The International oil benchmark, Brent crude, has fallen to its lowest level this year and below the proposed benchmark for Nigeria’s 2019 budget. The Brent Crude Price, the benchmark oil price used to gauge Nigerian oil sales fell to as low as $60, the lowest seen since November 2017.

It has dropped by more than 20% from a year high of about $86 per barrel back in October this year as the U.S shale producers have double down on production and are pumping more oil creating more supply glut in the market.

In Nigeria, the profitability of most banks is tied to oil prices as a significant percentage of loans by banks are given to players in the upstream and downstream sector of the oil and gas industry.

How this affects commercial banks

Commercial banks in the country have every reason to fret as the global oil prices continue to plunge. If this downward trend is maintained, it could damp the Non Performing Loans of some banks that have huge exposure to the oil and gas industry.

In its Q3 2018 financial report for the period ended 30th September, Tier-one bank Zenith Bank’s NPL has $475.42 billion representing 50.70 percent of its entire $937.10 billion foreign currency loans exposed to the oil and gas sector.

Fidelity Bank’s NPL at the end of September 2018 was put at N53.45 billion, while 33.0% of the NPLs are to the downstream oil and gas sector. The biggest percentage on its loan book.

Another tier-one bank, United Bank for Africa’s NPLs reduced to 6.9 percent (N110.40 billion) in September 2018 from 7.2% in 2017 full year while 35 percent of the bank’s total NPLs per sector are to the oil and gas sector in Q3 2018.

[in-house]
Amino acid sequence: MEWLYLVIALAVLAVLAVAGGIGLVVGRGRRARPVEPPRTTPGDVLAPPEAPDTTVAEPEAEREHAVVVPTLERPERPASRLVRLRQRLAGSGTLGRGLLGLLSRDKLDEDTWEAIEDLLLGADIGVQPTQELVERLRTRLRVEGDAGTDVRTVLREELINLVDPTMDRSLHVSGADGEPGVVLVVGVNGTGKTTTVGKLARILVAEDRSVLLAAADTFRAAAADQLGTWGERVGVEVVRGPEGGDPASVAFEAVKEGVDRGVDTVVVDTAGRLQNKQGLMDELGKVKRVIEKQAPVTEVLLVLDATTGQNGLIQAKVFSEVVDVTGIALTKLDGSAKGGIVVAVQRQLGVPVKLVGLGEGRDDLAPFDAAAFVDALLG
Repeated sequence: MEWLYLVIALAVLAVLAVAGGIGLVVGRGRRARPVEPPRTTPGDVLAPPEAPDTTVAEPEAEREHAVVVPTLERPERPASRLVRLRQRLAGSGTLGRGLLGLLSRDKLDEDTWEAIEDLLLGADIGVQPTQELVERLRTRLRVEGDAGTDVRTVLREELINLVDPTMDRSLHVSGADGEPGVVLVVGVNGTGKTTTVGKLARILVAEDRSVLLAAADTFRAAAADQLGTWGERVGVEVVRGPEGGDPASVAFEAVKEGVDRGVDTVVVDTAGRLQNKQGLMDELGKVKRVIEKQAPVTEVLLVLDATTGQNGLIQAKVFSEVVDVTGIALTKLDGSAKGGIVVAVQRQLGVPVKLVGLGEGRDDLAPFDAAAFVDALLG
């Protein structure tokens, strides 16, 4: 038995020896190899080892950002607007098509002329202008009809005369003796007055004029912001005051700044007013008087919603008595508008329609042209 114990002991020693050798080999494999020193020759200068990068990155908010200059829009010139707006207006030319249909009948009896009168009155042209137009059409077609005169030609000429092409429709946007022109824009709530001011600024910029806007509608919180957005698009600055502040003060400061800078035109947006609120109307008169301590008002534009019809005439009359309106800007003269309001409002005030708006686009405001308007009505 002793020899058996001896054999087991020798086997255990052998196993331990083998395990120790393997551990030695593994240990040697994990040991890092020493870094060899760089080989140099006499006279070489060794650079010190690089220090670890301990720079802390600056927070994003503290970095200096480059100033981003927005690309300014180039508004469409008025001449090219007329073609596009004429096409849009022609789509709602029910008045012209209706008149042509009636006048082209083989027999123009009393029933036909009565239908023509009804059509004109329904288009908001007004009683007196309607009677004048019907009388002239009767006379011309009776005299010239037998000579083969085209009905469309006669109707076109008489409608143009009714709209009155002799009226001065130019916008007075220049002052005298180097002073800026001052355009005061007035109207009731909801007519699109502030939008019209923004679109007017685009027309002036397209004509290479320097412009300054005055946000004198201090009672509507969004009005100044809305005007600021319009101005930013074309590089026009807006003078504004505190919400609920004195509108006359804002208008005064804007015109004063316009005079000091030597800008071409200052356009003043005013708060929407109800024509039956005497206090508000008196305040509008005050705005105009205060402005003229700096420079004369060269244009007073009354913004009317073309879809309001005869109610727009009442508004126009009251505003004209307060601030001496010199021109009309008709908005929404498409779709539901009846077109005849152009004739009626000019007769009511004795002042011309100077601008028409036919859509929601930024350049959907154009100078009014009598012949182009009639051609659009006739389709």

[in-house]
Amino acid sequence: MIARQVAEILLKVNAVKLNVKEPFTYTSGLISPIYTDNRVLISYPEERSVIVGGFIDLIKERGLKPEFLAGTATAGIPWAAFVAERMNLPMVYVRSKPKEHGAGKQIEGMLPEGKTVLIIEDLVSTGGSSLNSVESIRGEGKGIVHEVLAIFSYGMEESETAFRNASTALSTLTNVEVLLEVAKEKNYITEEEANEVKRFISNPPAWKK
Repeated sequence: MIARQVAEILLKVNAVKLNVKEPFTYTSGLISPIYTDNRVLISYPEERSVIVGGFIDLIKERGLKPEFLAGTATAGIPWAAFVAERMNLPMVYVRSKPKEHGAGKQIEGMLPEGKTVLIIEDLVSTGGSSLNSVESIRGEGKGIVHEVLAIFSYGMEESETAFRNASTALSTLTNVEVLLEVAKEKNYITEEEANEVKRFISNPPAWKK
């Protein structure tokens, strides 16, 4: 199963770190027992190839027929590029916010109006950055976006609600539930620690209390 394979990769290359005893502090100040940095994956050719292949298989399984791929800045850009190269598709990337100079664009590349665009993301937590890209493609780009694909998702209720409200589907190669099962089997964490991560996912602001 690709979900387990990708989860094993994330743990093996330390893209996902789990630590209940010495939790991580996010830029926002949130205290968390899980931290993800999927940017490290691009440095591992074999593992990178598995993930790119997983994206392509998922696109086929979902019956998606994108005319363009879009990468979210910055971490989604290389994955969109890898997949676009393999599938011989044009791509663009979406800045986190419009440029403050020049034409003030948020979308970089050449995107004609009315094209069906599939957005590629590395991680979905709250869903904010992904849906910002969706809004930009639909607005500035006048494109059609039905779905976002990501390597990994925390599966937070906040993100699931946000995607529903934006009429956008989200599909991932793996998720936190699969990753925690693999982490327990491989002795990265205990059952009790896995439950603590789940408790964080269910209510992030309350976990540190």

According to the International Energy Agency, it expects non-OPEC output alone to rise by 2.3 million barrels per day (bpd) this year while demand next year was expected to grow 1.3 million bpd.

OPEC and its partners are set to meet on Dec. 6 in Vienna, but the direction of next year’s oil prices may well be decided later this week when the key decision makers are set to gather on the sidelines of the G20 summit in Buenos Aires.

3 COMMENTS

  1. Kindly note the 5th paragraph “…Tier-one bank Zenith Bank’s NPL has $475.42 billion representing 50.70 percent of its entire $937.10 billion foreign currency loans exposed to the oil and gas sector.” shouldn’t that be Naira and not USD?

  2. All Regulators are to please rescue Shareholders because NPL is gradually eroding share investments.Some Banks are using hypothecation to secure loan; recovery is usually difficult if the object of the loan is not existing or could not defray the loan.

    The Author of the report is to please compare the above loan of Zenith Bank to the report published by NSE to determine the actual loan position.

What's your say?

This site uses Akismet to reduce spam. Learn how your comment data is processed.